By Julie Christensen
Stroll through almost any woodland setting in the United States and you’ll probably see Virginia creeper (Quinquefolia). This native climbing vine is indigenous to most of the country and clambers over rock walls, trees and fences. It is hardy in USDA Plant Hardiness Zones 3B through 10.Birds and animals feed on the berries, while cows and deer feed on the plant’s leaves. Virginia creeper has a dense growth pattern, making it an ideal habitat for birds and small animals. Historically, the roots and bark of the plant were used to treat dropsy, rheumatism and coughs.
Virginia creeper works equally well in a suburban or urban landscape. It grows quickly, requires little care and forms a dense mat, making it a good camouflage for fences, sheds or other eyesores. Its dense root system helps prevent soil erosion on slopes. It tolerates almost any soil type and grows in full sun to partial shade. In moist conditions, it can reach heights of 60 feet tall. Virginia creeper has compound leaves, containing 5 leaves on each stem. The leaves range between 2 and 6 inches long and are finely serrated. When they first emerge in the spring, the leaves are red. They turn green as they mature and become brilliant red or purple in the fall.
Inconspicuous greenish-white flowers bear purple to black fruit in the fall. The fruit is highly toxic to humans, but birds enjoy it. Virginia creeper is often confused with poison ivy, but here’s an easy way to tell the diference: poison ivy’s leaves grow in groupings of 3, while Virginia creeper has 5 leaflets. Additionally, poison ivy’s berries are usually waxy white to light green, rather than purple. A note of caution: although Virginia creeper won’t cause a severe reaction, some people do find its sap irritating. Use gloves when handling the plant and wash your hands thoroughly with soap and water to avoid a rash.
How to Grow Virginia Creeper
Virginia creeper, like most native plants, is a cinch to grow and can become invasive in rich, moist soil. Transplant a nursery plant or take hardwood cuttings. If the plant grows wild near your house, simply dig up a few small plants and move them. Keep plants evenly moist, especially during the first growing season as roots become established. Established plants rarely need irrigation or fertilizing, except in very poor growing conditions. Mulch plants with 2 to 3 inches of wood chips to conserve moisture and keep down weeds.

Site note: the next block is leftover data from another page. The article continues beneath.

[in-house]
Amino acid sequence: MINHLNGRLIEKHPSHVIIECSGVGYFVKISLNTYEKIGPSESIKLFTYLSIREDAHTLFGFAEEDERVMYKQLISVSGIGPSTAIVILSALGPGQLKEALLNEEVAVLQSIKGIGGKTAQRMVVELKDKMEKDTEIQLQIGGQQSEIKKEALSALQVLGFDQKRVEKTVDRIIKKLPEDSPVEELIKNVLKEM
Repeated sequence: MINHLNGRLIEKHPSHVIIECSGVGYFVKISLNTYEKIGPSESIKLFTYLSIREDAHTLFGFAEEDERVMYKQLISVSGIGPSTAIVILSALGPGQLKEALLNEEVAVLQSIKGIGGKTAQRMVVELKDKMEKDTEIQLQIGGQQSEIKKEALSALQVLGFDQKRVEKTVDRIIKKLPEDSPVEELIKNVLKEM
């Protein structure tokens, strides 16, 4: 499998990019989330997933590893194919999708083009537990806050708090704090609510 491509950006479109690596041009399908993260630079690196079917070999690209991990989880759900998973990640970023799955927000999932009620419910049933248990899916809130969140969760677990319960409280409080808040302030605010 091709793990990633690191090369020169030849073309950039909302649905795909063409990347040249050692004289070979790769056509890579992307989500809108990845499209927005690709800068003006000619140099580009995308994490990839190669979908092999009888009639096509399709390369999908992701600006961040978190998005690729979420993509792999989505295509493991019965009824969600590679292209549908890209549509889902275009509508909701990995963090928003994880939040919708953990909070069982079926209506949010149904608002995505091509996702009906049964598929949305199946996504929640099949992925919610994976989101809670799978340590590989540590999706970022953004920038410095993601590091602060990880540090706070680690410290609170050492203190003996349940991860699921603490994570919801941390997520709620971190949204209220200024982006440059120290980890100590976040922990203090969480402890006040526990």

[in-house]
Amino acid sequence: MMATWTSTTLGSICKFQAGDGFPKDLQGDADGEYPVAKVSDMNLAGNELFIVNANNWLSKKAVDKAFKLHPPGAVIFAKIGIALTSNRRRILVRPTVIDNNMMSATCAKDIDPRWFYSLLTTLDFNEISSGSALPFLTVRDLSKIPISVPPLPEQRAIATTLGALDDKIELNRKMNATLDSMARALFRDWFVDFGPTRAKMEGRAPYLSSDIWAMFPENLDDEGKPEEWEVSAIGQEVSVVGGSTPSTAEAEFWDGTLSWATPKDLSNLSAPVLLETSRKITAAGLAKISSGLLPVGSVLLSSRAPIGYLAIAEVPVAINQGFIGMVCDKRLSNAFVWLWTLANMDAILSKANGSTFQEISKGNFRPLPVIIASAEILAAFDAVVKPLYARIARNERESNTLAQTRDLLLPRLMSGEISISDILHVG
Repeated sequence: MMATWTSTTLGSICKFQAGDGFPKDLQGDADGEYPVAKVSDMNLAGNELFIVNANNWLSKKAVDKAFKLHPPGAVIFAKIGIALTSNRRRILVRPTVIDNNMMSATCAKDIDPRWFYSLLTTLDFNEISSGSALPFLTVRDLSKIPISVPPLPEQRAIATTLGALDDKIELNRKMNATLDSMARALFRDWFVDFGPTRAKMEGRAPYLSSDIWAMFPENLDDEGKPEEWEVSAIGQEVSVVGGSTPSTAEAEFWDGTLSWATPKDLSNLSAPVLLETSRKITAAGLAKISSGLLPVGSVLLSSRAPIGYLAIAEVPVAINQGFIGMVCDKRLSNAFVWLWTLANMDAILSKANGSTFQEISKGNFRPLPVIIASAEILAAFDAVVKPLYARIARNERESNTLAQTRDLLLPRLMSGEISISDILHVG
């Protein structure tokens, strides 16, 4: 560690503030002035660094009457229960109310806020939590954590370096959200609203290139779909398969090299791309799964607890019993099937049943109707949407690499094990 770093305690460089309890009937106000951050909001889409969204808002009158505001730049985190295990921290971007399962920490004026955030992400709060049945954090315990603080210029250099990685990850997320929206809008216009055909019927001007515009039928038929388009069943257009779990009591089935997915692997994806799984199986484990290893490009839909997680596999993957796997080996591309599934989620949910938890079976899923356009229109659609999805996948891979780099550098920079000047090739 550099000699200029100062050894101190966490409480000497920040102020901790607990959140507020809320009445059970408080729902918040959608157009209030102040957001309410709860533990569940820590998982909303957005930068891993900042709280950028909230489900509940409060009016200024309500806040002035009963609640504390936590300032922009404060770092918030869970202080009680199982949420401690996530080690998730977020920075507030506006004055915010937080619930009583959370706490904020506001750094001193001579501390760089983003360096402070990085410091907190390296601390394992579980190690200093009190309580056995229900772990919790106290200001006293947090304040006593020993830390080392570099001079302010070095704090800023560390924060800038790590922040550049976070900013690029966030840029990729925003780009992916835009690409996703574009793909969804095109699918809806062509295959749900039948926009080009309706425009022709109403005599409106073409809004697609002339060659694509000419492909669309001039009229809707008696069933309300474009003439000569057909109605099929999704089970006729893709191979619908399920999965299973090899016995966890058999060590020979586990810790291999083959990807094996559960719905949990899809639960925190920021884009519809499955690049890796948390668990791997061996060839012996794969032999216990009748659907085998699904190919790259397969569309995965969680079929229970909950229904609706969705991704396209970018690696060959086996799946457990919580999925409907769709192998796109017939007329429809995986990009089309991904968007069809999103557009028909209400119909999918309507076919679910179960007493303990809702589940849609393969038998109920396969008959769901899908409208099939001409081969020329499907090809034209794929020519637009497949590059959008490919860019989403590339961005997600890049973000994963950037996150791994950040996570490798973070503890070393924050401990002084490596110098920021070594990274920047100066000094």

To grow by seed, sow Virginia creeper in the fall, planting it 3/8 inch deep. Virginia creeper seeds need a period of cold stratification to break dormancy.
Prune Virginia creeper back during the growing season if it becomes unruly and dig up any plants that spread. Keep Virginia creeper off trees and shrubs. It will slowly choke other plants and blocks off light. Virginia creeper attaches itself to masonry and walls with adhesive disks. It is difficult to remove and should be considered a permanent planting.
Virginia creeper is in general, a low-maintenance flowering vine. You may notice powdery mildew, especially in late summer, but it rarely causes serious problems. Caterpillars, leaf hoppers and beetles may feed on the leaves, but in most cases, you can ignore the damage. The plant is usually vigorous enough to recover from any infestations. Additionally, mature plants are usually so large that treating insect and disease problems can be difficult.
Although common Virginia creeper grows well in most yards, you might try several improved horticultural varieties for increased pest resistance. Below are a few to consider:
- ‘Engelmanii’: This variety has small, attractive leaves and clings to walls and fences better than other varieties.
- ‘Monham’: Like some varieties of ivy, this cultivar has leaves with white variegations.
- ‘Variegata’: This plant doesn’t grow as vigorously as other varieties, but its leaves are variegated with yellow and white. In the fall, these variegations become pink and red.
To learn more about Virginia creeper, visit the following links:
Virginia Creeper from the University of Illinois
Parthenocissus quinquefolia Virginia Creeper from the University of Florida IFAS Extension
When she’s not writing about gardening, food and canning, Julie Christensen enjoys spending time in her gardens, which includes perennials, vegetables and fruit trees. She’s written hundreds of gardening articles for the Gardening Channel, Garden Guides and San Francisco Gate, as well as several e-books.